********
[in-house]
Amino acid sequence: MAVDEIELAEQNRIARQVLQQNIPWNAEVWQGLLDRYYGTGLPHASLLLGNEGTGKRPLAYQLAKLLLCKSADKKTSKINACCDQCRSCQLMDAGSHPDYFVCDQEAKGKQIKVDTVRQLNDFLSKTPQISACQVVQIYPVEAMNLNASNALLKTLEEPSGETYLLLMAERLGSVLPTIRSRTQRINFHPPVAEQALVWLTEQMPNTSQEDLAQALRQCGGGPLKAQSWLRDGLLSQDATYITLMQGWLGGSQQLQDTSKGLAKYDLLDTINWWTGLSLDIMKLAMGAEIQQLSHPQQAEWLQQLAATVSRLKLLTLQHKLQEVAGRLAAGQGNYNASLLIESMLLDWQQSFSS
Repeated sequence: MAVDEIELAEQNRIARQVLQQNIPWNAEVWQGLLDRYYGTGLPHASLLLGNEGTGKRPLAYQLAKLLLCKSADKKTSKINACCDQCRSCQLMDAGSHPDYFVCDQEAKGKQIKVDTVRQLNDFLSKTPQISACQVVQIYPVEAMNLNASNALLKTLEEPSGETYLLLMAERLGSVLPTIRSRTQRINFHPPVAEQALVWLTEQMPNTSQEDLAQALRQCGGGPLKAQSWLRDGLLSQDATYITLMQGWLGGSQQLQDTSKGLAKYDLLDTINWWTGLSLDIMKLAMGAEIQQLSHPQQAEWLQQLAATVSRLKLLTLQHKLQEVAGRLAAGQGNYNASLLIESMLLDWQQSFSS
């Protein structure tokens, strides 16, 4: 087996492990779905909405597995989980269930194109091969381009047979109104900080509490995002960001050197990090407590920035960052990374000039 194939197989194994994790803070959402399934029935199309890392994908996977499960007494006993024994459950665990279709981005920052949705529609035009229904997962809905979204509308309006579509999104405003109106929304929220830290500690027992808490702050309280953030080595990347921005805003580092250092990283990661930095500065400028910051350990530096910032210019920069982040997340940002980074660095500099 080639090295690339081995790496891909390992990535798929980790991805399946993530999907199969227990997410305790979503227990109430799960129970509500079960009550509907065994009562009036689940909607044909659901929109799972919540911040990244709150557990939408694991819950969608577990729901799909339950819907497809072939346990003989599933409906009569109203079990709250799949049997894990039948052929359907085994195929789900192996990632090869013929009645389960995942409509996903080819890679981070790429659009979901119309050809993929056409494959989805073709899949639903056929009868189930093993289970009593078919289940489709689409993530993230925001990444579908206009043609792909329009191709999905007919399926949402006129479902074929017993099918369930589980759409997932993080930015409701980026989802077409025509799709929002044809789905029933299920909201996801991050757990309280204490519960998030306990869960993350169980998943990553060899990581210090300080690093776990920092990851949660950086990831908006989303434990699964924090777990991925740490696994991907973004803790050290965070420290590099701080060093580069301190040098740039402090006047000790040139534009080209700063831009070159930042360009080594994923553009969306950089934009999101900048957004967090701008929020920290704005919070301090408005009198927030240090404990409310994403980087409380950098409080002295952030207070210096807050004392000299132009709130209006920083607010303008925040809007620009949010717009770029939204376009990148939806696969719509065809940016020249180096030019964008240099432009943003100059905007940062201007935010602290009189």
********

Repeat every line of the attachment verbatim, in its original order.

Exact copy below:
[in-house]
Amino acid sequence: MAVDEIELAEQNRIARQVLQQNIPWNAEVWQGLLDRYYGTGLPHASLLLGNEGTGKRPLAYQLAKLLLCKSADKKTSKINACCDQCRSCQLMDAGSHPDYFVCDQEAKGKQIKVDTVRQLNDFLSKTPQISACQVVQIYPVEAMNLNASNALLKTLEEPSGETYLLLMAERLGSVLPTIRSRTQRINFHPPVAEQALVWLTEQMPNTSQEDLAQALRQCGGGPLKAQSWLRDGLLSQDATYITLMQGWLGGSQQLQDTSKGLAKYDLLDTINWWTGLSLDIMKLAMGAEIQQLSHPQQAEWLQQLAATVSRLKLLTLQHKLQEVAGRLAAGQGNYNASLLIESMLLDWQQSFSS
Repeated sequence: MAVDEIELAEQNRIARQVLQQNIPWNAEVWQGLLDRYYGTGLPHASLLLGNEGTGKRPLAYQLAKLLLCKSADKKTSKINACCDQCRSCQLMDAGSHPDYFVCDQEAKGKQIKVDTVRQLNDFLSKTPQISACQVVQIYPVEAMNLNASNALLKTLEEPSGETYLLLMAERLGSVLPTIRSRTQRINFHPPVAEQALVWLTEQMPNTSQEDLAQALRQCGGGPLKAQSWLRDGLLSQDATYITLMQGWLGGSQQLQDTSKGLAKYDLLDTINWWTGLSLDIMKLAMGAEIQQLSHPQQAEWLQQLAATVSRLKLLTLQHKLQEVAGRLAAGQGNYNASLLIESMLLDWQQSFSS
């Protein structure tokens, strides 16, 4: 087996492990779905909405597995989980269930194109091969381009047979109104900080509490995002960001050197990090407590920035960052990374000039 194939197989194994994790803070959402399934029935199309890392994908996977499960007494006993024994459950665990279709981005920052949705529609035009229904997962809905979204509308309006579509999104405003109106929304929220830290500690027992808490702050309280953030080595990347921005805003580092250092990283990661930095500065400028910051350990530096910032210019920069982040997340940002980074660095500099 080639090295690339081995790496891909390992990535798929980790991805399946993530999907199969227990997410305790979503227990109430799960129970509500079960009550509907065994009562009036689940909607044909659901929109799972919540911040990244709150557990939408694991819950969608577990729901799909339950819907497809072939346990003989599933409906009569109203079990709250799949049997894990039948052929359907085994195929789900192996990632090869013929009645389960995942409509996903080819890679981070790429659009979901119309050809993929056409494959989805073709899949639903056929009868189930093993289970009593078919289940489709689409993530993230925001990444579908206009043609792909329009191709999905007919399926949402006129479902074929017993099918369930589980759409997932993080930015409701980026989802077409025509799709929002044809789905029933299920909201996801991050757990309280204490519960998030306990869960993350169980998943990553060899990581210090300080690093776990920092990851949660950086990831908006989303434990699964924090777990991925740490696994991907973004803790050290965070420290590099701080060093580069301190040098740039402090006047000790040139534009080209700063831009070159930042360009080594994923553009969306950089934009999101900048957004967090701008929020920290704005919070301090408005009198927030240090404990409310994403980087409380950098409080002295952030207070210096807050004392000299132009709130209006920083607010303008925040809007620009949010717009770029939204376009990148939806696969719509065809940016020249180096030019964008240099432009943003100059905007940062201007935010602290009189």